Dawn's Comment
I still sometimes grieve for the child that I thought I would have but those times are now thankfully few and far between. I strongly believe that things happen for a reason and I know that Lucy has a very valuable place in society. In her three short years she has brought so much joy and understanding into so many peoples lives. Much more so than I could ever hope to achieve in my lifetime.

What is the child’s view of their life, (if they are old enough to comment
could they perhaps give me a sentence or two on how they enjoy life etc?)

Neil's Comment
I am afraid that Lucy is unable to comment but if she could she would say, "I love life and I love people. I have lots of friends and a very special family. My school is brilliant and I am really happy there. Mummy and Daddy get a bit too serious at times but mostly they are ace too. I love my brother very much because he makes me feel happy and he always looks after me. Sometimes I get frustrated because I can't do what I want to but I just love being me."

What can and can’t the child do?

Neil's Comment
Lucy is able to chew and swallow which is a huge positive. It means we can feed her and she does not need a horrible gastric tube. She can communicate her moods and feelings although not in a conventional way. She communicates a lot through her body and occasionally through her eyes and facial expression. We always know when she is happy, cross, tired, uncomfortable, under the weather etc because we have learnt to know and understand the signals that she gives.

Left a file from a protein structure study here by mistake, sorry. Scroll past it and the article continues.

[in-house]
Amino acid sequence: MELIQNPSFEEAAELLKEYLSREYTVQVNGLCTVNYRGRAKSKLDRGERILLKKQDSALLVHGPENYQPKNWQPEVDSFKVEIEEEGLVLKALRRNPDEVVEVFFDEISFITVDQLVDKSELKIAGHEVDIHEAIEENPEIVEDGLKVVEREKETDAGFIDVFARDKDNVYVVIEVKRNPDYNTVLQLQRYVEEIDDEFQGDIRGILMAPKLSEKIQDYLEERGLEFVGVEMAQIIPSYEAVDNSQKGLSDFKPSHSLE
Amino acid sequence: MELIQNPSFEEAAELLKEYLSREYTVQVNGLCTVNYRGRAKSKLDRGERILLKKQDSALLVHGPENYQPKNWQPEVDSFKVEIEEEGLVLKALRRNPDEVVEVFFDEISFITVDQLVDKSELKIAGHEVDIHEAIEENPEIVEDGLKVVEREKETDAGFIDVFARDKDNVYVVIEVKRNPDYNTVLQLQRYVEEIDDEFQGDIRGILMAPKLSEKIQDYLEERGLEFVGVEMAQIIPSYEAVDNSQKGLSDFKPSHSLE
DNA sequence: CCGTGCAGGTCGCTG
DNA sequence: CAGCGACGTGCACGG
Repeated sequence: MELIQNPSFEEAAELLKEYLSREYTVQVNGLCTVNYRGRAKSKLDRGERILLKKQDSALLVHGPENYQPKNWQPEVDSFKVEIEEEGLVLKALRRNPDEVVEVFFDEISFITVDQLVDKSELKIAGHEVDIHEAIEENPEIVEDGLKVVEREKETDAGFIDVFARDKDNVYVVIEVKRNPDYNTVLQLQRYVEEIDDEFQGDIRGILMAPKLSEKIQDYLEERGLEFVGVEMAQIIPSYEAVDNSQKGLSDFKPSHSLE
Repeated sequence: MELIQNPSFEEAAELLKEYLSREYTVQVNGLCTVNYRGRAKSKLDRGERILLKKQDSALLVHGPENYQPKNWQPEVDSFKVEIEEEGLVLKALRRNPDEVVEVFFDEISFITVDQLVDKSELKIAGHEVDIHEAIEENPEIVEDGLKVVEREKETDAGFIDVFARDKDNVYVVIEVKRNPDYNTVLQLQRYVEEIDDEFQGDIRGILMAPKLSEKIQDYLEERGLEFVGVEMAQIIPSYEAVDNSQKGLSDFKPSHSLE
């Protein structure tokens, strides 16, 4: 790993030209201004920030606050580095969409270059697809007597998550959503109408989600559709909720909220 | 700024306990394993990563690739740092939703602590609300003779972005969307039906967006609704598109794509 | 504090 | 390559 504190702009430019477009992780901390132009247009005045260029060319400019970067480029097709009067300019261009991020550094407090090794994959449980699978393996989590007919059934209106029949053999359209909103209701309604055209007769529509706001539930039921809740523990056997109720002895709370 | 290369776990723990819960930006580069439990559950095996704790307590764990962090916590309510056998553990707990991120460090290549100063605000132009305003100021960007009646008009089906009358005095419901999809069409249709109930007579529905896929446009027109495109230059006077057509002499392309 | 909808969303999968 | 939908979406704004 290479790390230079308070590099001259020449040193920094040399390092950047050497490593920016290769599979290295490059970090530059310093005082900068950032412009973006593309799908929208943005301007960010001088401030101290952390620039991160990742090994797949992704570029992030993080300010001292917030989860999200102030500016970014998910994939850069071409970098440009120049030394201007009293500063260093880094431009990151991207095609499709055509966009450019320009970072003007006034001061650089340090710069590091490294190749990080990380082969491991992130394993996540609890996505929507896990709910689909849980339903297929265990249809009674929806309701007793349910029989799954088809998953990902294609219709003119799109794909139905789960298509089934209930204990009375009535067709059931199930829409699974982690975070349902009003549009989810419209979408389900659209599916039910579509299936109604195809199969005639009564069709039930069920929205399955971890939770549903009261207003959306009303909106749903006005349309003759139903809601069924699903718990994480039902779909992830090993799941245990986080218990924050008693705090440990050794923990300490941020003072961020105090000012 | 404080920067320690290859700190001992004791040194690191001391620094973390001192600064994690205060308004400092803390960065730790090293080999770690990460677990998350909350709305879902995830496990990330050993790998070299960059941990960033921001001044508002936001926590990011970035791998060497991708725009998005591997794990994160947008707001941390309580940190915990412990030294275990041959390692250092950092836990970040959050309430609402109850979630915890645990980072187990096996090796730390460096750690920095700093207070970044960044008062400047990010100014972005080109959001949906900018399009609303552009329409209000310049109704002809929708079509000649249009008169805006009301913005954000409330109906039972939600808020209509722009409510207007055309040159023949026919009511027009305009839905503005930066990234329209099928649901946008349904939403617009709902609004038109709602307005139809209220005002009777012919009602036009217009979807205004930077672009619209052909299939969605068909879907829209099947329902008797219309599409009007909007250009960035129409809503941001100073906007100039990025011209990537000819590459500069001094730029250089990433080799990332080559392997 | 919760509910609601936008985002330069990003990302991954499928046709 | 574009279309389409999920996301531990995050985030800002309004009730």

Do they attend school? If so, do they enjoy it?

Neil's Comment
Lucy started school in September. She will only do mornings until next year but this is probably enough for her at the moment. The school (Fairfield School, White Lee, Batley) only opened this year and is purpose built. The facilities they have are state of the art and the staff are absolutely fantastic. She is getting more attention and stimulation now than she ever has. I think she enjoys it and I have often seen her smile when she is greeted by her teachers. She does get tired but I think this just shows how much fun she is having and how hard she is made to work.

Have their been many disadvantages/advantages in bringing your child up?

Neil's Comment
Bringing up Lucy has been an emotional roller coaster. I never thought that coming to terms with Lucy’s birth would be so hard. One of the hardest things is seeing little girls Lucy’s age because I can’t help wondering what she would have been like. If I can I will still avoid being around other small children. I have tried not to make comparisons but I just can’t help it. The selfish sadness for what I lost is as strong now as it was 3 ½ years ago.
Lucy’s care and upbringing is under constant review by so many different people. There are so many appointments for all sorts of things. There has been an avalanche of recommendation, advice and interference from every service you can think of. They rarely talk to one another and you have to tell Lucy’s story over and over again. Unfortunately Dawn has had to deal with most of this and I know she has felt so many times that she just wants to be left alone. It has never been possible to do all the things we are asked to do with Lucy and you can’t help but feel guilty that you are not doing everything possible to help Lucy as much as possible.